Limp Bizkit

Fight Said Fred

Limp Bizkit have been back in the headlines, reminding us what they do best. Playing great shows? Releasing records? Not quite. Stirring up shit? Making enemies? That’s more like it.

In November 2002, Durst finally settled a lawsuit with lighting technician Connie Paulson, after she claimed he threw a microphone at her “with no provocation” during the Anger Management tour in 2000. Paulson claimed to have lost a tooth and suffered a broken nose and two black eyes. But of course, those were the days of Angry Fred, not Cuddly Fred.

Durst revealed his caring, sensitive side once again in February 2003 by dissing former Limp Bizkit guitarist Wes Borland. After failing in a sustained bid to woo Wes back into the band, Fred claimed that he used to tell the guitarist exactly what to play on every track. But Borland’s loss may prove more significant that Fred realises.

For a fan of leftfield sound who was “very, very obsessed with Radiohead“, Wes might have provided Limp Bizkit with an escape route from the increasingly graceless and barrel-scraping kingdom of nu-metal. As ‘Results May Vary’ is the first Wes-free Bizkit album, now is the crunch time. But Limp’s comeback single ‘Eat You Alive’ is a lumpen waltz that contains none of the pop smarts of Fred’s defining records.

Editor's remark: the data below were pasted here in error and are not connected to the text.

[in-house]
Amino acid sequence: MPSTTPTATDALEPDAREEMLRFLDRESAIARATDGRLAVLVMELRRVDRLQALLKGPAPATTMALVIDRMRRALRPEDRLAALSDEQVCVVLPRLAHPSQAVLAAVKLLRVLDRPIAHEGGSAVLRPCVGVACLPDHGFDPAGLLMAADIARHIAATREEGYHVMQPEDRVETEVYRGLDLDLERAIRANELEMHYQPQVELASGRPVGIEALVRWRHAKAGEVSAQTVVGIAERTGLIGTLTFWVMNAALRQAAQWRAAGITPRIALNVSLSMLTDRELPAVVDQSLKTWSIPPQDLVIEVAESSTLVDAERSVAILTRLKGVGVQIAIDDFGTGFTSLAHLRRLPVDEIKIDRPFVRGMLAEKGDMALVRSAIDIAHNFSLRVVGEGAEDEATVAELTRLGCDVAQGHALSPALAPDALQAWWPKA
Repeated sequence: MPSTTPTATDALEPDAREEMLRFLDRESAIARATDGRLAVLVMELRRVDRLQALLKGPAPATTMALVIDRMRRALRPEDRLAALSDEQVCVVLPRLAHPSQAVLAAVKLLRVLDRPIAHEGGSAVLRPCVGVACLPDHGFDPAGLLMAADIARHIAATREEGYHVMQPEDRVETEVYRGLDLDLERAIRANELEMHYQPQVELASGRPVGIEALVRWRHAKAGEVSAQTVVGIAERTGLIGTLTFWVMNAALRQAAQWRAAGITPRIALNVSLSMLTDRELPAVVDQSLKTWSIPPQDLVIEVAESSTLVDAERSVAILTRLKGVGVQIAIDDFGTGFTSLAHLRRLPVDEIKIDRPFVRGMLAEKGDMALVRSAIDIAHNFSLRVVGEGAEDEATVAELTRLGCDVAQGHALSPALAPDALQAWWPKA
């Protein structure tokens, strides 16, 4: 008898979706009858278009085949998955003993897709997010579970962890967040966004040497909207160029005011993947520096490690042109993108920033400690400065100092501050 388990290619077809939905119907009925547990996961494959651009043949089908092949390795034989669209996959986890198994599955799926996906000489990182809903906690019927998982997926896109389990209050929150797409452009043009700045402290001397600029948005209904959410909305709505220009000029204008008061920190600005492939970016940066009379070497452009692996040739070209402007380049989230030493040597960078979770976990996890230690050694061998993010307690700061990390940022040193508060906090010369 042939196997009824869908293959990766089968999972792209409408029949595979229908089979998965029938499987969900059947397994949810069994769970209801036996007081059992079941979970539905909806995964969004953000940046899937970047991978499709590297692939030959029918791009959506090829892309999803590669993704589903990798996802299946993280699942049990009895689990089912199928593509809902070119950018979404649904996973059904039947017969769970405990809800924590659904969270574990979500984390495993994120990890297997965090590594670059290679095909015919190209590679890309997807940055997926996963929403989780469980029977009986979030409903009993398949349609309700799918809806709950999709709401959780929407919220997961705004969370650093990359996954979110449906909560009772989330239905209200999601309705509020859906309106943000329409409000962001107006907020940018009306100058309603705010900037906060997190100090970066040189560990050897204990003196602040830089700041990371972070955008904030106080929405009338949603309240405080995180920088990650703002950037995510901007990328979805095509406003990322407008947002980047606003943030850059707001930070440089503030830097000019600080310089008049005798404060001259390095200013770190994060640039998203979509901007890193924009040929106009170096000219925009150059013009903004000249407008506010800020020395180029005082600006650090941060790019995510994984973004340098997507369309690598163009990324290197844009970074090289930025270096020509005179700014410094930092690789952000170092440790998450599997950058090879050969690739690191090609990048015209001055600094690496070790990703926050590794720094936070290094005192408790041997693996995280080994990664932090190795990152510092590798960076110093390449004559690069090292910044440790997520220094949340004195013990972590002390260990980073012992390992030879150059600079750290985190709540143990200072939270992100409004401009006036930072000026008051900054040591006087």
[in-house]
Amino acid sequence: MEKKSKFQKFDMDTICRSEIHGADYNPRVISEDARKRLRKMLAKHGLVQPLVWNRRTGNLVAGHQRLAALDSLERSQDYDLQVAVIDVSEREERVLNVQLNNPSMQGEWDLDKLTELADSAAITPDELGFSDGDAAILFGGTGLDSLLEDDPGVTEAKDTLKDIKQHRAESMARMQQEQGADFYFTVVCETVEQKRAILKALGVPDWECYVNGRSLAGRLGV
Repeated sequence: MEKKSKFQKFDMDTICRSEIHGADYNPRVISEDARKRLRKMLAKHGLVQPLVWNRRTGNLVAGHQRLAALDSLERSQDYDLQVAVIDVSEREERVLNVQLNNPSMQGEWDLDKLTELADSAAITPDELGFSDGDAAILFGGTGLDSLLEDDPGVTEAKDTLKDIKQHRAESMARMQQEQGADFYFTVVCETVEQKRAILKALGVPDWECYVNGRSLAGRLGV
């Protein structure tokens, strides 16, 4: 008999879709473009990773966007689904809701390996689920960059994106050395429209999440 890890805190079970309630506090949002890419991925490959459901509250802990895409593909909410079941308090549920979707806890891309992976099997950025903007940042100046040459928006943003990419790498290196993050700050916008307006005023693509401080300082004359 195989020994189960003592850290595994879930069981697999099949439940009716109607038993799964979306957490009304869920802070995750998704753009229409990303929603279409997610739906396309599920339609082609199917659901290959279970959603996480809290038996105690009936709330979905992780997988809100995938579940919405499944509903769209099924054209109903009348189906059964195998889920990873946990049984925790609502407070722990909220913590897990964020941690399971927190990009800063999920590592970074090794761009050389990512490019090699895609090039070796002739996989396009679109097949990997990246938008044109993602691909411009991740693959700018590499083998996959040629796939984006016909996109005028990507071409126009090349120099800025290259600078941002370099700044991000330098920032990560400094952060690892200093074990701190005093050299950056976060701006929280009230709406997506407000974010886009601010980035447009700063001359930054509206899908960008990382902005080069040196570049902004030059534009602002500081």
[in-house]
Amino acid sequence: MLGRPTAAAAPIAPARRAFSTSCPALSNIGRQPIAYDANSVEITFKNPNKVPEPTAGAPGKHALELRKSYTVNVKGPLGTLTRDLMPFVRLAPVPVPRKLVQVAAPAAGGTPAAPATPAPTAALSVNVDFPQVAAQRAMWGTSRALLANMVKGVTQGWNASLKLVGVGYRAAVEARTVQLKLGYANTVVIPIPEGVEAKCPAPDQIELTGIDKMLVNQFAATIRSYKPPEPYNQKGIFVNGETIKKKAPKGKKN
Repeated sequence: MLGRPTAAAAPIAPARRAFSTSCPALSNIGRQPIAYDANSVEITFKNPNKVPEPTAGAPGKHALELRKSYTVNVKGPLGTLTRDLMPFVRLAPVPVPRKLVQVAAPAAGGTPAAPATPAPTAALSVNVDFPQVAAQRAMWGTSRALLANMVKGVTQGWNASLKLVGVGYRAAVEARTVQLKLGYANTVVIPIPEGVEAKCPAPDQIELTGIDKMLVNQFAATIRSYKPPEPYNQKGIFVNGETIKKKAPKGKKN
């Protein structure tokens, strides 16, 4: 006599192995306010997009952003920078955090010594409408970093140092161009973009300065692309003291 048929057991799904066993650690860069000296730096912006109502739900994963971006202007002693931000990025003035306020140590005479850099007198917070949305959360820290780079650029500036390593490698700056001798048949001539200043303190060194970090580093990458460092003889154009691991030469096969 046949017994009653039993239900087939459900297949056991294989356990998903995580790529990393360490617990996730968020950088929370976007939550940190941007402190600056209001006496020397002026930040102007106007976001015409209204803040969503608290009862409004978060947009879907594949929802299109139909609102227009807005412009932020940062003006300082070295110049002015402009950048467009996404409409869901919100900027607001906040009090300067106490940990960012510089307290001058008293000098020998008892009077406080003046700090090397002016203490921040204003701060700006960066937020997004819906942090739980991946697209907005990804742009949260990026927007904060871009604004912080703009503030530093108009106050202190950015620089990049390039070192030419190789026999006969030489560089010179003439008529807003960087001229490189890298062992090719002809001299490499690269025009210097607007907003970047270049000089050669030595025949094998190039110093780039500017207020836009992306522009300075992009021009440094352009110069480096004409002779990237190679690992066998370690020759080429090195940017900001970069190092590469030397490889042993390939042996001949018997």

Indeed, if Limp Bizkit’s summer comeback shows in the US are any kind of measure, they may already have lost it. Playing Hawthorne Raceway in Chicago with Metallica in July, the nu-metal titans fled the stage early after being pelted with rubbish and chants of “Fuck Fred Durst”. The Bizkit singer stayed on the mic, winding up the 40,000 crowd, calling them “fucking pussies”, insulting local sports teams and making homophobic remarks. Cuddly Fred in full effect.

On a recent web posting, Durst hyped up Bizkit’s long-awaited UK gigs. “Europe here we come. Get your knickers and pints ready. Time to rock the fucking house! No holds barred! Let it loose and bring it on.”

But careers built on hate-filled hype and bad blood can often be destroyed by the same dark forces. The Russel Crowe of rock may live to regret those words. Stephen Dalton

© NME mag September 13, 2003

Leave a Reply